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On Tuesday, Starz CEO Chris Albrecht was in New York telling an investment conference about the direction of his company and addressing consolidation speculation. Meanwhile, in California, Starz lawyers are fighting back against former senior vp Keno Thomas, who, in a scorching lawsuit brought in October, spoke about how Albrecht once pleaded no contest to attacking his girlfriend in a parking lot and, in negotiations with DirecTV in 2014, allegedly directed his team to respond so aggressively that when the company’s general counsel saw the response, the in-house lawyer’s “balls would shrivel back into his little ‘girly-man’ body.”
Welcome to the rough-and-tumble world of the TV business.
In his lawsuit, Thomas identifies himself as the only senior-level African-American at the company until his termination in 2014. Now, he’s trying to blow the whistle on everything from what caused Starz to back a merger between Comcast and Time Warner to how the company allegedly falsified revenue and subscriber numbers.
Starz doesn’t see its former executive as a whistleblower at all. Telling a judge that Thomas was fired because of “poor performance,” who took medical leave only to delay his termination, the company attacks the plaintiff as bring a lawsuit that is “more public-relations puff-piece than legal pleading,” with Albrecht thrown in as a co-defendant as a “pure publicity stunt.”
According to Thomas, the cable industry suffers from great diversity problems and points to what Albrecht said at another investment conference earlier this year. “There are ten guys in Hollywood, maybe 12, and five women,” he said in January. “We all know each other, and we all eat in the same restaurants and we do a lot of things together … this is one incestuous giant mess.”
At the time, Albrecht was addressing how rumors get started, but in Thomas’ complaint, it becomes evidence how “given the cable industry’s push towards consolidation, there are fewer and fewer executives who make the final decisions on major deals.”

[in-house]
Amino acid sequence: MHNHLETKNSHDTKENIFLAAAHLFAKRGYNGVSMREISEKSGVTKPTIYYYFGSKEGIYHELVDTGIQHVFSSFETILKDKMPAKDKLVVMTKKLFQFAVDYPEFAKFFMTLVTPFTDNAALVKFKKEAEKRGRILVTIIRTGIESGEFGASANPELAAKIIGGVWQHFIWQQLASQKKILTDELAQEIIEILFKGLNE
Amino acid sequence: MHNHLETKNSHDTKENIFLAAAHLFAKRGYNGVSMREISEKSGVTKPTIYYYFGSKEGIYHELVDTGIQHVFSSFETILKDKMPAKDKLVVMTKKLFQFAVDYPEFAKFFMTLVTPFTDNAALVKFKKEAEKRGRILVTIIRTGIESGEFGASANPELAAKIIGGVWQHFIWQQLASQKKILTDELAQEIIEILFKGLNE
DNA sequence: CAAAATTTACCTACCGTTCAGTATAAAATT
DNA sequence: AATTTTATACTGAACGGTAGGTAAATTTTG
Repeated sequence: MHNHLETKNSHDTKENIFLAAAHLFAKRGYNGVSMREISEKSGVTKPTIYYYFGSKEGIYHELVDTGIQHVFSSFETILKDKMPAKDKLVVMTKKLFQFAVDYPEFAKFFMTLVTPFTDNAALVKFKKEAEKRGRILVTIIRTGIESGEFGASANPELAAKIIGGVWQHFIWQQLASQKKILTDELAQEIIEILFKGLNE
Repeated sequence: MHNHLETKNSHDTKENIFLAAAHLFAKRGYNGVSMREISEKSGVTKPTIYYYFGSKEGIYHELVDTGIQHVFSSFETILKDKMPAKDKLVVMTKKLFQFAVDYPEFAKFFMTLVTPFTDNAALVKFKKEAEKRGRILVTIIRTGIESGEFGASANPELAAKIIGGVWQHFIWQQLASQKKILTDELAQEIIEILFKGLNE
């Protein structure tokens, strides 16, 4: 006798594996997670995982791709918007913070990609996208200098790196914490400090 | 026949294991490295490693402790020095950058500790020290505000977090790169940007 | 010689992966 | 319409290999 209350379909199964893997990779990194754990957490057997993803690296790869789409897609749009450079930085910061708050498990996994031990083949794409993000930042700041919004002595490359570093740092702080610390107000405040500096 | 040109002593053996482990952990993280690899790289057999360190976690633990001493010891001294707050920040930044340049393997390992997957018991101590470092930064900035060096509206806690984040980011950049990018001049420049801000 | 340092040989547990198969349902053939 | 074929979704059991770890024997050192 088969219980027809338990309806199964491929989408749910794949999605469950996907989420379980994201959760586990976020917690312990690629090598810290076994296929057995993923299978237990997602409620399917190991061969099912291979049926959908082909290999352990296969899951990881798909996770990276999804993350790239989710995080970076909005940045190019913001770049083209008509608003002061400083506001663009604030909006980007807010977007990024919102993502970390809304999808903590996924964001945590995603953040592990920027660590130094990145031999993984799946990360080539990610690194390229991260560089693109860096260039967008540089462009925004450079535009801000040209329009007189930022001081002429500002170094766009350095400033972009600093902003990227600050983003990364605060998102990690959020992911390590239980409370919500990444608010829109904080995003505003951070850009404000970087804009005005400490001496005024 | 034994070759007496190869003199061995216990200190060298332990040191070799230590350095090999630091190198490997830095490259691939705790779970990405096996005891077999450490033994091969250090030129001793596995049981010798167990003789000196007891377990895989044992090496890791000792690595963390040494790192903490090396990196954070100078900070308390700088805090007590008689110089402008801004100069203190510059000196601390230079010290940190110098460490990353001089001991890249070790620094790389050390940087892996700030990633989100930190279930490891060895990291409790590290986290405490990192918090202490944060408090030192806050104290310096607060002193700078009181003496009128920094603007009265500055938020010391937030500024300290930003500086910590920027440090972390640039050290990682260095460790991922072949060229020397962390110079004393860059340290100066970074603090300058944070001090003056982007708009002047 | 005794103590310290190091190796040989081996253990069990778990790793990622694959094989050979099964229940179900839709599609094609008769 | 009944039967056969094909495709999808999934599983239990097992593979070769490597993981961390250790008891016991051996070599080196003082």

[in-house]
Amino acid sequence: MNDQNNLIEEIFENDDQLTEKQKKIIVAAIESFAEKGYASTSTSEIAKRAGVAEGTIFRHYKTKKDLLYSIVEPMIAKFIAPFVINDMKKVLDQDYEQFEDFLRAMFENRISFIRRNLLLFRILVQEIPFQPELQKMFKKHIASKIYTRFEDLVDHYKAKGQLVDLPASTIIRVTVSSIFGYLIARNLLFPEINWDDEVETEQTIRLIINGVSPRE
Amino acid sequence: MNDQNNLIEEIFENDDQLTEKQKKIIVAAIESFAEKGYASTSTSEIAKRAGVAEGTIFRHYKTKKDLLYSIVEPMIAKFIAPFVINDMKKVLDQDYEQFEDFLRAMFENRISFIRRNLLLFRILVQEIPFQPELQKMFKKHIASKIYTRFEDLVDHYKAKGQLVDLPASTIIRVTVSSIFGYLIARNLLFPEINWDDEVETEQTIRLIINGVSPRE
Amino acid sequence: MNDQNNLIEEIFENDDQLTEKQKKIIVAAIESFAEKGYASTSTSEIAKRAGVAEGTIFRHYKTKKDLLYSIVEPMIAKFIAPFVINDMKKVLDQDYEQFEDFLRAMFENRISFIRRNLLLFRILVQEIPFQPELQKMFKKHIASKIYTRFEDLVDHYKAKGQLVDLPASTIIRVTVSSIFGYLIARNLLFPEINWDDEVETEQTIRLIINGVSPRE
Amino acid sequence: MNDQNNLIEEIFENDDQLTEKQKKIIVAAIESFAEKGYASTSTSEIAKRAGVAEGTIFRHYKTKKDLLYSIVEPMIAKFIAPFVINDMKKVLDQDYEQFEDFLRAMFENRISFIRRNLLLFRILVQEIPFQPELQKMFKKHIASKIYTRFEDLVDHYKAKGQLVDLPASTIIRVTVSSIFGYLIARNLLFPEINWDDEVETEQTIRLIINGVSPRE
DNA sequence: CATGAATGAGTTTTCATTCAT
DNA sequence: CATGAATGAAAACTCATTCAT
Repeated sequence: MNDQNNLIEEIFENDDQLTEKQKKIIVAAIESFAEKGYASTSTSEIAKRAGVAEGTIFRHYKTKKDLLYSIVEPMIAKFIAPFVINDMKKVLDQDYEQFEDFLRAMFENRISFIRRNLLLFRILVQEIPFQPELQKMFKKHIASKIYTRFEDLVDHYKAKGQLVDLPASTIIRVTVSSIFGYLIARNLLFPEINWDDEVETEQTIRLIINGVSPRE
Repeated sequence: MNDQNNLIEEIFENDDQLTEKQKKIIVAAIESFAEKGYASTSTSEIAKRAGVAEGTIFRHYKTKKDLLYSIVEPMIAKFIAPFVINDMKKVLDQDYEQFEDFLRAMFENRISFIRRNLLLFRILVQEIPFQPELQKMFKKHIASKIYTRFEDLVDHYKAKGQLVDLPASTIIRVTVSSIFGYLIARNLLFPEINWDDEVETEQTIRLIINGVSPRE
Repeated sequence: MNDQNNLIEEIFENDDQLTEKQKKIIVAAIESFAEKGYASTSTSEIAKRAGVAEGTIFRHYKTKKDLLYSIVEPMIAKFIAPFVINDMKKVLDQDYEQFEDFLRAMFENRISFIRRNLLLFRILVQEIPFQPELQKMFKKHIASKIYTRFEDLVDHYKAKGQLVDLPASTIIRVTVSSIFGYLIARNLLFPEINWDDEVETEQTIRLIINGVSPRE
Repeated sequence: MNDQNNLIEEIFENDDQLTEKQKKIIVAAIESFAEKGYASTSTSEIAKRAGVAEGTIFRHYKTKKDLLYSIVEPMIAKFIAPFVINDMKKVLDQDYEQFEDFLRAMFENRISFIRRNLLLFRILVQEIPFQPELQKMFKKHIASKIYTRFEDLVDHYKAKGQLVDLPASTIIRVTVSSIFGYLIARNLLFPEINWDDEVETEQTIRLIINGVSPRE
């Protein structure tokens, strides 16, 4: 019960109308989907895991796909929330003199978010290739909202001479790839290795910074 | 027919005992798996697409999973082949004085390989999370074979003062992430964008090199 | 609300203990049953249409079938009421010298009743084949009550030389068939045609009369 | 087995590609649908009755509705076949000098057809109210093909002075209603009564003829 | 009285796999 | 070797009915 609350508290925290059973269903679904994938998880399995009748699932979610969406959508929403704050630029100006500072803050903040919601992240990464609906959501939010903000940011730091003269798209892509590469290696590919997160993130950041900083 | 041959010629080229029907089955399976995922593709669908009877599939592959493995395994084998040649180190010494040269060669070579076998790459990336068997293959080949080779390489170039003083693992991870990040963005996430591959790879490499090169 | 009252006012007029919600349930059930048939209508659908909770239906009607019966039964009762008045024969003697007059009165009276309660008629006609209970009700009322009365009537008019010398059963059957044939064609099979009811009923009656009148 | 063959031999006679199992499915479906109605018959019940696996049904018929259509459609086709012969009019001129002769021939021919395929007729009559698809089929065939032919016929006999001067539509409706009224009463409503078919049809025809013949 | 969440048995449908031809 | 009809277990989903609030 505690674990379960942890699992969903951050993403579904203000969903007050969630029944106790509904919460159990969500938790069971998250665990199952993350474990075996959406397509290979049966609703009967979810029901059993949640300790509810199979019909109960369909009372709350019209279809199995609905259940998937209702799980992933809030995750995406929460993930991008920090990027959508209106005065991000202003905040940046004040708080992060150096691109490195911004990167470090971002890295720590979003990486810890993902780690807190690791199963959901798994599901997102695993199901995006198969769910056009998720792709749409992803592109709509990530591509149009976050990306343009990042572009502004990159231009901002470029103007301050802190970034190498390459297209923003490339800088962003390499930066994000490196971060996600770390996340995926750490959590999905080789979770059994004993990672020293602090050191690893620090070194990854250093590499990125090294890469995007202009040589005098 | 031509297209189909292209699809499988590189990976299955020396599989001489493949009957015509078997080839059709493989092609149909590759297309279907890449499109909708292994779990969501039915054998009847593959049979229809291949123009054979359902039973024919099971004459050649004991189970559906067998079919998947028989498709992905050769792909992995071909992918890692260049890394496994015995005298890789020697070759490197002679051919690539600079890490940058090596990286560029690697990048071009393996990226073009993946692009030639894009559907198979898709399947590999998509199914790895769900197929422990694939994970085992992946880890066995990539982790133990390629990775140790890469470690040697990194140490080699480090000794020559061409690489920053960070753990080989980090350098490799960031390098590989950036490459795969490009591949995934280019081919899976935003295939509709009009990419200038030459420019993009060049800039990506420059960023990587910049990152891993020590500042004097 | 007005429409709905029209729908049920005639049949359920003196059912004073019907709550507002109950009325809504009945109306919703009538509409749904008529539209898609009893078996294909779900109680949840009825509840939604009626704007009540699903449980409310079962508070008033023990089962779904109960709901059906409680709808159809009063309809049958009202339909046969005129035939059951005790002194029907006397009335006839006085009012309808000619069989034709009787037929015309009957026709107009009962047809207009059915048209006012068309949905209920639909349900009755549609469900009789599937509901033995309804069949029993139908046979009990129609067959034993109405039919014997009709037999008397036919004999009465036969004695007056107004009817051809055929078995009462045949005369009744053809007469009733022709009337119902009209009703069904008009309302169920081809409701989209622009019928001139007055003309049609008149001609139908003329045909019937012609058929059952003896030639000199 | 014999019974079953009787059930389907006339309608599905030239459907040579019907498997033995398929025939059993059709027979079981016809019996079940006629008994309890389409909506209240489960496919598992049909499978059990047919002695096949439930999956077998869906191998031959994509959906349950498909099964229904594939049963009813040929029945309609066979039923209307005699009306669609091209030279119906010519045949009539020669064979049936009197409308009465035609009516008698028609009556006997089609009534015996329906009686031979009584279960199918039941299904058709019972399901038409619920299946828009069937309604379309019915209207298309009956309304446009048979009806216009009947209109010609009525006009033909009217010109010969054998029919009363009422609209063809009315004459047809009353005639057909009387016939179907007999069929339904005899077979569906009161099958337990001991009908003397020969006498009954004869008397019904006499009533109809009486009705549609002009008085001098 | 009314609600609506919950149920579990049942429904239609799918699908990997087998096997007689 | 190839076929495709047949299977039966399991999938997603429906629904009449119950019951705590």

Although Thomas is not suing for racial discrimination per se, he attempts to present various ways in which diversity problems have allegedly manifested at Starz.
For example, he says that when Albrecht came aboard after leaving HBO as its chief in the wake of the girlfriend assault arrest, many women at the company were concerned about the hiring. Thomas says that in 2013, he advised others at Starz they should reconsider using the artist 50 Cent in advertisements because the rapper was facing domestic violence charges much like Albrecht’s prior ordeal. Thomas was allegedly warned to be careful about what he said, and his superior “dismissed Mr. Thomas’ concerns and threatened him and ordered him to keep quiet about the issue of workplace violence.”
In court papers on Monday, Starz accuses Thomas of attempting “to convert this wrongful discharge dispute between a single employee and his employer into a referendum on an entire industry.” Further, Starz says that the lawsuit’s reference to allegations of domestic violence involving 50 Cent and Albrecht is included “gratuitously” with the aim of dragging Starz and its chief “through the mud.” Starz also responds to Thomas’ separate beef that the company does not have enough TV programs specifically created for minorities by touting its “strong commitment to such programming with shows like Power — a series produced by rapper Curtis ’50 Cent’ Jackson that has become the highest-rated show in Starz‘ history.”
Amazingly, this is mere background to the crux of the lawsuit, perhaps best illustrated through Thomas’ allegations directed at two events in Starz’ recent history — and the response by the company. (There’s much more in the complaint, but due to space, we’ll only address these two for now.)